Quimbee logo
DMCA.com Protection Status
From our private database of 16,300+ case briefs...

Nearing v. Weaver

Oregon Supreme Court
670 P.2d 137 (Or. 1983)


Henrietta Nearing (plaintiff) separated from her husband and the following year he entered her home without permission and hit her. She had her husband arrested by police officer Martin Weaver (defendant) and the circuit court issued a restraining order against the husband, preventing him from entering Nearing’s home in the future. The next month, Nearing’s husband again entered the home in violation of the restraining order. The husband did damage to the property and actually attempted to take away Nearing’s children. Nearing reported this to Weaver and after verifying the validity of the restraining order, Weaver declined to arrest Nearing’s husband because he had not personally seen the husband on the premises. Subsequently, Nearing’s husband returned to her home three times, seeking entry into the house. On one of these occasions, the husband assaulted Nearing’s friend and did damage to the friend’s van. Nearing again reported this to Officer Weaver and Weaver told her that the police would arrest the husband “because it was [his] second offense,” but they never did. Not long after, the husband threatened to kill Nearing’s friend and assaulted him again. The Oregon Abuse Prevention Act (APA) mandated that officers arrest a person without a warrant when the officer has probable cause to believe that the person has violated an order meant to prevent further abuse. Nearing’s restraining order qualified under the statute. Nearing brought suit against Weaver for failing to enforce the judicial restraining order, which resulted in severe emotional distress to her and her children. The circuit court granted summary judgment to Weaver and the court of appeals affirmed. Nearing appealed.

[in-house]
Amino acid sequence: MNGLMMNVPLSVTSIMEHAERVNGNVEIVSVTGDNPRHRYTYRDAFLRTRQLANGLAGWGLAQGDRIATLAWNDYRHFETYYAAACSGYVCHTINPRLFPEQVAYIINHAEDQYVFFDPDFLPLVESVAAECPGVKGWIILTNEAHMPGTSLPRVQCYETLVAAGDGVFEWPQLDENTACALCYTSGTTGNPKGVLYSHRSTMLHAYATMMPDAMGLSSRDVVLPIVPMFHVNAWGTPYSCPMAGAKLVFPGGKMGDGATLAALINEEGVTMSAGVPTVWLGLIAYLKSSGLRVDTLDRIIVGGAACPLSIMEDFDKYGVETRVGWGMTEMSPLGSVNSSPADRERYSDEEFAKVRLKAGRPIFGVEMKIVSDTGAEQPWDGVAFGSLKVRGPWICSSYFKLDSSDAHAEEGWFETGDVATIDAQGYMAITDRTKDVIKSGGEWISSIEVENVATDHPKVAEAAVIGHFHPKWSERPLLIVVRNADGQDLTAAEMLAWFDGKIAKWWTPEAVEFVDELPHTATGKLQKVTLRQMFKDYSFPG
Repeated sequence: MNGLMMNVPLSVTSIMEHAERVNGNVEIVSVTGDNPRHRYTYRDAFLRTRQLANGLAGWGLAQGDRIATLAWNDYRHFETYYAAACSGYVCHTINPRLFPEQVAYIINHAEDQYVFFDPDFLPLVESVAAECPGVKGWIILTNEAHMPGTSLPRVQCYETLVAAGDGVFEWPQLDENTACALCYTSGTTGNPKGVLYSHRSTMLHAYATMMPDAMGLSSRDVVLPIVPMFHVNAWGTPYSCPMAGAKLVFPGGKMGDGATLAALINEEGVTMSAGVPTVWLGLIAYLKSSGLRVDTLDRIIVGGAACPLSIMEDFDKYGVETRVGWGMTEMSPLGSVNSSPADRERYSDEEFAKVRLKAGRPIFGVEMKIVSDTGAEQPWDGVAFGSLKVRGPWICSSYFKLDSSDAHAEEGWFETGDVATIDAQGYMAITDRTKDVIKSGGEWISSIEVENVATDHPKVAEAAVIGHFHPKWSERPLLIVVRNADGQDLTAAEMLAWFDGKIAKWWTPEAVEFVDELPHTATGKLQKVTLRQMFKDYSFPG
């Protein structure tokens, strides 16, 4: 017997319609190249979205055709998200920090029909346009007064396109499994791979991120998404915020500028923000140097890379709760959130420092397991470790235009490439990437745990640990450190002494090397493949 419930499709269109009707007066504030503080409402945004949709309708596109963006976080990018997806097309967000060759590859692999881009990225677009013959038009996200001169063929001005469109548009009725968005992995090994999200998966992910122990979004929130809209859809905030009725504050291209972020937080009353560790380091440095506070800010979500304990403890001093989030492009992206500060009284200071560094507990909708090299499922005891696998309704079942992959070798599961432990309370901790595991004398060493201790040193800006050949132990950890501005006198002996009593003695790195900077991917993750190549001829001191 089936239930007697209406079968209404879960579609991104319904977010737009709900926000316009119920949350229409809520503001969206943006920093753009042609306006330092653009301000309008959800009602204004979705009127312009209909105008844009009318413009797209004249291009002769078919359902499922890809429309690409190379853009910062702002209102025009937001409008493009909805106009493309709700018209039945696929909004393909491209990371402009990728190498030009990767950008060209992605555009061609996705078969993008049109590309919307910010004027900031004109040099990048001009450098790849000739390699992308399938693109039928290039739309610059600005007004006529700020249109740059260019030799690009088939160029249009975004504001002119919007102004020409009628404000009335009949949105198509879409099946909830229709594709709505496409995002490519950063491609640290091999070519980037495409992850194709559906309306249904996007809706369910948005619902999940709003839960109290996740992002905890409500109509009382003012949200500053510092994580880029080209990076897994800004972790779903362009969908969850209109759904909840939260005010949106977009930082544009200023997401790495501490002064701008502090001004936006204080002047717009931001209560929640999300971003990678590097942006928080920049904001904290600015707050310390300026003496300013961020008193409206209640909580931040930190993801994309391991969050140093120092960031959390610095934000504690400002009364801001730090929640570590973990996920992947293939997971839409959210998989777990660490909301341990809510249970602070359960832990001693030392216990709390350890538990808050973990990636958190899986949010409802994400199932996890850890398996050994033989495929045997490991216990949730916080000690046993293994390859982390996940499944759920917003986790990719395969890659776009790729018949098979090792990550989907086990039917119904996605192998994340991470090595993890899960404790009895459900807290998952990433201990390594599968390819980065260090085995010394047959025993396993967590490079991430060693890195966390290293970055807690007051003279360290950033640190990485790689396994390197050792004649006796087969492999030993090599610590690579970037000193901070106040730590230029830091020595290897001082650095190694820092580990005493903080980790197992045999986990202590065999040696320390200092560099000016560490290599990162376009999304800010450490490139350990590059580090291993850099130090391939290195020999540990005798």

Rule of Law


Holding and Reasoning (Linde, J.)

Dissent (Peterson, J.)

What to do next…

  1. Unlock this case brief with a free (no-commitment) trial membership of Quimbee.

    You’ll be in good company: Quimbee is one of the most widely used and trusted sites for law students, serving more than 97,000 law students since 2011. Some law schools—such as Yale, Vanderbilt, Berkeley, and the University of Illinois—even subscribe directly to Quimbee for all their law students. Read our student testimonials.

  2. Learn more about Quimbee’s unique (and proven) approach to achieving great grades at law school.

    Quimbee is a company hell-bent on one thing: helping you get an “A” in every course you take in law school, so you can graduate at the top of your class and get a high-paying law job. We’re not just a study aid for law students; we’re the study aid for law students. Read more about Quimbee.

Here's why 366,000 law students have relied on our case briefs:

  • Written by law professors and practitioners, not other law students. 16,300 briefs, keyed to 223 casebooks. Top-notch customer support.
  • The right amount of information, includes the facts, issues, rule of law, holding and reasoning, and any concurrences and dissents.
  • Access in your classes, works on your mobile and tablet. Massive library of related video lessons and high quality multiple-choice questions.
  • Easy to use, uniform format for every case brief. Written in plain English, not in legalese. Our briefs summarize and simplify; they don’t just repeat the court’s language.